Billed as a protest march and not a parade the Dyke March is one of the best rallies throughout Pride week. Although only women are allowed to actually march men are encouraged to rally from the side lines and show their support.
Saturday, June 28th.
Step off at 5pm SHARP
from W. 42nd Street and 6th Avenue at Bryant Park.
It is such a hoot! Please come out and show your love for our lesbian sisters!
For all NYC Dyke March information visit: nycdykemarch.org!
The first Dyke March in the United States was held in New York City in 1992, on the Saturday before the annual Pride Parade. It was intended as a woman-only event, organized by the direct action group, the Lesbian Avengers. Gay and bisexual men (as well as other well-wishers) were encouraged to show support by cheering the marches on, a tradition that continues to this day.
The first U.S. Nation-wide Dyke March was held in Washington, D.C. in 1993. This event was also planned by the Lesbian Avengers. Close to 10,000 women marched at this event. The large turnout can be attributed to the fact that the Dyke March coincided with a larger march on Washington. There was a global feel to this Dyke March as lesbians from the United States and other countries marched.
The first San Francisco Dyke March was held few months later, in June 1993, and is still celebrated every year on the Saturday evening before the annual GLBT Parade which is very corporate-sponsored. The Dyke March is more informal, with marchers creating their own signs and most people showing up to participate, rather than to just watch. The streets along the march route are lined with thousands of enthusiastic spectators, mostly gay men in support of the women.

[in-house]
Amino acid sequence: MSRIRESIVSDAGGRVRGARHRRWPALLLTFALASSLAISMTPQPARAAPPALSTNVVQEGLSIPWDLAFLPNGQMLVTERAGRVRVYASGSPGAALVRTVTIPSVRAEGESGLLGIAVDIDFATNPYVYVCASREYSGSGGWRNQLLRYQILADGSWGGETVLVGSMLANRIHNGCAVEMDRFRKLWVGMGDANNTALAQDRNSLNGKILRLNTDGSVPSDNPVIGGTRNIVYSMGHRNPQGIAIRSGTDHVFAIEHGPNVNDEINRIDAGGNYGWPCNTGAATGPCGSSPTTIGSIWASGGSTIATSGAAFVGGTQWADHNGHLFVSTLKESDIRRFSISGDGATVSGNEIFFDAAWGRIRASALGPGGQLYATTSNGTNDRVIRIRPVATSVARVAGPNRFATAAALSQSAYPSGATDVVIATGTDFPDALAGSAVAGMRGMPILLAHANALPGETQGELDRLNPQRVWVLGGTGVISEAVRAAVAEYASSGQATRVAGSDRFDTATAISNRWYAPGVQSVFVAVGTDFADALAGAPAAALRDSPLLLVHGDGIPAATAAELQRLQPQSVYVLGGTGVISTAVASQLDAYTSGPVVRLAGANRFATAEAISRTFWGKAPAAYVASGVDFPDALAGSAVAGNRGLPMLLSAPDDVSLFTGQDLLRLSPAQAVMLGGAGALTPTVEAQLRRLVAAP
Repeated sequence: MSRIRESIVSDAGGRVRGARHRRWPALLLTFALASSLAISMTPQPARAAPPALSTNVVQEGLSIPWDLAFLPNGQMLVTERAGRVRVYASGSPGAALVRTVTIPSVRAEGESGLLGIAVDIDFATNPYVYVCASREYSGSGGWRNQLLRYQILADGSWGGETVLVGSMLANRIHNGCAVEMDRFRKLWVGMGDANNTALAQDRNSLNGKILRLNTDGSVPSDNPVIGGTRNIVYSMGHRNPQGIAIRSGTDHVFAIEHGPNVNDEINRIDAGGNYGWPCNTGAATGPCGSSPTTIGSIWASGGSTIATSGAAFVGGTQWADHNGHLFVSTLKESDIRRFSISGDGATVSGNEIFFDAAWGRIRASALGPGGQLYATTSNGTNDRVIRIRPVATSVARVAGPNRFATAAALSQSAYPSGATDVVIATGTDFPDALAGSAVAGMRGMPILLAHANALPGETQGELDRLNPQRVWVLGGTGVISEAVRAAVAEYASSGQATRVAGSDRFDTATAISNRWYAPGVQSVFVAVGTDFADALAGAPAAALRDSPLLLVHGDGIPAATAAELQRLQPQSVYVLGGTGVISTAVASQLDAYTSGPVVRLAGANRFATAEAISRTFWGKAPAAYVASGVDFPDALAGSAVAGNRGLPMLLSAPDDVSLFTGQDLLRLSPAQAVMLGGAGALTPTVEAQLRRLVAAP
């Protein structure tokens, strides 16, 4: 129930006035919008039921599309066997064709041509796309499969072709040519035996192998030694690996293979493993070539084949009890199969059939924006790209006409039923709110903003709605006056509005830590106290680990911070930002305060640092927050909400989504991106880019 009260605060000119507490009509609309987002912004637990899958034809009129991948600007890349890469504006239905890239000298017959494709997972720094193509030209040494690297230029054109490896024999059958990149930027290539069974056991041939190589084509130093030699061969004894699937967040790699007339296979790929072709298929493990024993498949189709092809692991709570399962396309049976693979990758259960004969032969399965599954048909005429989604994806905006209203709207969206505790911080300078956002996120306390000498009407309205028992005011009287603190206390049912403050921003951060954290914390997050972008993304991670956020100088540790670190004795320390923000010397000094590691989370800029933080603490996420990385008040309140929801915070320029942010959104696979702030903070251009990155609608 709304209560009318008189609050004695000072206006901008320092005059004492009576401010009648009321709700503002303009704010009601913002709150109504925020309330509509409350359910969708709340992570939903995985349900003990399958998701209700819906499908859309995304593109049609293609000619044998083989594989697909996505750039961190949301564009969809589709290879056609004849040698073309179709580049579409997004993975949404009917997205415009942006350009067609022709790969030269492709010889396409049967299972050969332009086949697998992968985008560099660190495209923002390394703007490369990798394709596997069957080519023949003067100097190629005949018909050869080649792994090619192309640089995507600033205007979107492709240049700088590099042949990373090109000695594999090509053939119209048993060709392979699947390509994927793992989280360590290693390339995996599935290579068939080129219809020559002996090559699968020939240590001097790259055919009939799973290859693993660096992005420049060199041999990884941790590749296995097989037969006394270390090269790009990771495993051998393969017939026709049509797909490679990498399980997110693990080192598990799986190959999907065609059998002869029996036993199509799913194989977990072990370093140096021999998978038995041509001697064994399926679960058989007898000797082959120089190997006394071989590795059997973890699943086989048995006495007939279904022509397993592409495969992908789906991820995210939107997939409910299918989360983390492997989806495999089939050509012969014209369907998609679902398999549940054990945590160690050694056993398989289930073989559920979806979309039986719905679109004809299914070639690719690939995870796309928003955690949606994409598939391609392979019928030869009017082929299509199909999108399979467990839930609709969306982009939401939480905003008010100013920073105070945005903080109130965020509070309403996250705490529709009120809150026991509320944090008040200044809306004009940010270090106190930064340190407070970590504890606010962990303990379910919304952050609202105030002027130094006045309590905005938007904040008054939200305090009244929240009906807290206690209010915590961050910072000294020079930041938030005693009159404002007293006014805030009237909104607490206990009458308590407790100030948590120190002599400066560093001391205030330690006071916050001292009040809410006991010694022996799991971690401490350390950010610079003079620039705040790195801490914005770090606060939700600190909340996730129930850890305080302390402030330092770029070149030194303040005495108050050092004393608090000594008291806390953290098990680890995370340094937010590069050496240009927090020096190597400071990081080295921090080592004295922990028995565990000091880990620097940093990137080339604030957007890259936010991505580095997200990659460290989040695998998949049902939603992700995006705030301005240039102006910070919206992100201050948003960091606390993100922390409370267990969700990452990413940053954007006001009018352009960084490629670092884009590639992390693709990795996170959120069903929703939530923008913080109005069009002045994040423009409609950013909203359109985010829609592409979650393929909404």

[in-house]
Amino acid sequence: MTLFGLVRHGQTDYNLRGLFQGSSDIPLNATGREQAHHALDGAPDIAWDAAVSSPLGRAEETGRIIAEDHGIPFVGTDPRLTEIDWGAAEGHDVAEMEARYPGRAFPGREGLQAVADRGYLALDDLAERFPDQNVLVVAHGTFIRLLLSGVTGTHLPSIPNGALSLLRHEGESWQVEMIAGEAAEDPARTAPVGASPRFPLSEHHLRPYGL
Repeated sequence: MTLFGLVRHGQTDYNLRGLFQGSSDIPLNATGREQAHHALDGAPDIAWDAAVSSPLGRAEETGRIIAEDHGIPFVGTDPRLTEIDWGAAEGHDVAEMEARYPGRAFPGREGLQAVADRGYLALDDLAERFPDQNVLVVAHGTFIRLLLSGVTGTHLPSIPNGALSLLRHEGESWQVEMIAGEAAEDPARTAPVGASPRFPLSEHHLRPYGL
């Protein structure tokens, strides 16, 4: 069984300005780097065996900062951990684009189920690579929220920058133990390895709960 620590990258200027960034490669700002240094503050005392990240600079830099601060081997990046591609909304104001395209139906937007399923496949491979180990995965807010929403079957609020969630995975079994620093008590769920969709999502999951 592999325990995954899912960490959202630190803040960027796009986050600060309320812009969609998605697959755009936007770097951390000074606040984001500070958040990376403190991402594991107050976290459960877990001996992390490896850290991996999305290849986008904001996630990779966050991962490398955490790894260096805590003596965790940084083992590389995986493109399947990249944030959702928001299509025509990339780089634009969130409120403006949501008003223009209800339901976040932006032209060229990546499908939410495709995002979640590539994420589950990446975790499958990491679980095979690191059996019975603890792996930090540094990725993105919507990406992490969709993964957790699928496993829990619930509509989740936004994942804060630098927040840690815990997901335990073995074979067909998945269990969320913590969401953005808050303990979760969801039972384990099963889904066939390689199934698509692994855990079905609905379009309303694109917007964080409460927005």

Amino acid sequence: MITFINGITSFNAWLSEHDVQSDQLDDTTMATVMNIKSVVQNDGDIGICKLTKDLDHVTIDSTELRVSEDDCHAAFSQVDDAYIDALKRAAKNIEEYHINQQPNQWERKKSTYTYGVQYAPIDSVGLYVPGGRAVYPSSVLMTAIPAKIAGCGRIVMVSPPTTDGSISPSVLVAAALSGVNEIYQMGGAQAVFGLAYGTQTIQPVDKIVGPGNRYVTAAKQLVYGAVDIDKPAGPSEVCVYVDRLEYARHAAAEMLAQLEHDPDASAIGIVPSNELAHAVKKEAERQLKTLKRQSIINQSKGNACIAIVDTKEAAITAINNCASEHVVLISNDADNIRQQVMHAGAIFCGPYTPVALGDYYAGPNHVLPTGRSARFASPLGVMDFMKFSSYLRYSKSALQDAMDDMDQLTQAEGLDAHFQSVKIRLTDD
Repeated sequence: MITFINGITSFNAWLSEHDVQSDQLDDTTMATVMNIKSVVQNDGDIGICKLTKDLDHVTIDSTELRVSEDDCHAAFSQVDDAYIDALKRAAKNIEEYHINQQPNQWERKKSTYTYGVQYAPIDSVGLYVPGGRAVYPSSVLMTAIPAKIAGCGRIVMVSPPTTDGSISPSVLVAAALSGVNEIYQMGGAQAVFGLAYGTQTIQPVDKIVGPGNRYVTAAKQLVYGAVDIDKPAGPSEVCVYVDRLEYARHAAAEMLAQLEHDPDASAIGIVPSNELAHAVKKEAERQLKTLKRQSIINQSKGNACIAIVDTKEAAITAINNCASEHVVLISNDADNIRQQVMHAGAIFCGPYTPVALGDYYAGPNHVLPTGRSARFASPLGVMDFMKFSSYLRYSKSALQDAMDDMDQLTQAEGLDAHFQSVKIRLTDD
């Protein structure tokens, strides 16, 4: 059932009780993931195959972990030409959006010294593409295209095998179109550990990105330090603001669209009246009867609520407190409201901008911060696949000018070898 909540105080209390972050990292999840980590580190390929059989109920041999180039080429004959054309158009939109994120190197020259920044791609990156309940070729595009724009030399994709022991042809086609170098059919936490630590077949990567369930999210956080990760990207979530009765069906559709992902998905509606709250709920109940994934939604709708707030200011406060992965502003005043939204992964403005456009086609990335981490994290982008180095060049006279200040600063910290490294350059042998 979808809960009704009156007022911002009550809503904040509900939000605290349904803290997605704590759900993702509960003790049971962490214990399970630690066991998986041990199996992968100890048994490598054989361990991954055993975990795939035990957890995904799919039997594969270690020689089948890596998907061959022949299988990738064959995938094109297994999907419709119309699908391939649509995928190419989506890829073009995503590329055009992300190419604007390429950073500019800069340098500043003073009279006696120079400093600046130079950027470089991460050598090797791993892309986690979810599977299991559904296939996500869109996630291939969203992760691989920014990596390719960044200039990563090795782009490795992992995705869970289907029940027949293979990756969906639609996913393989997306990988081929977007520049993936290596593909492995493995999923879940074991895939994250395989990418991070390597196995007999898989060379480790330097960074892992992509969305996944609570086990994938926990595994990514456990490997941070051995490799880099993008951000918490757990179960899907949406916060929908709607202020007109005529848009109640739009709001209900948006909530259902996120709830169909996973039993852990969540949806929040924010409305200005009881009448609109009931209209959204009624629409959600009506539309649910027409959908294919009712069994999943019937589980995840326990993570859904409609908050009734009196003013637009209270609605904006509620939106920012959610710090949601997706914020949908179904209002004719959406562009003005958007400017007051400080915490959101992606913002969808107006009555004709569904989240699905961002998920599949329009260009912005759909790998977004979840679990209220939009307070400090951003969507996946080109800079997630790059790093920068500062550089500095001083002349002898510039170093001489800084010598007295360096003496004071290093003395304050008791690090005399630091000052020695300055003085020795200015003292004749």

The reason for the creation of the various Dyke Marches was to protest what many women saw as the control of Gay Pride events by white gay men at the expense of lesbians in general and women of color in particular. Many of the Lesbian Avengers were also concerned that New York's Gay Pride March was losing its political edge as it became more accepted by the city courted by corporate sponsorship.
While the Dyke March in New York has always been nominally open to all women, there has been a movement to push for transgender women and bisexual women to be more accepted and visible in the March and within the queer women's community. Men have been asked to stand on the sidewalks during the New York Dyke March and cheer on the marchers, and a small number of primarily gay men often join the marchers after they reach Washington Square Park. As with the San Francisco Dyke March, the organizers do not seek out a permit, and put a high emphasis on the political. Even though there are many club nights and parties after the March, the event is not so much about entertainment as it is about educating about Dyke issues and promoting the visibility of lesbians within the larger LGBT community.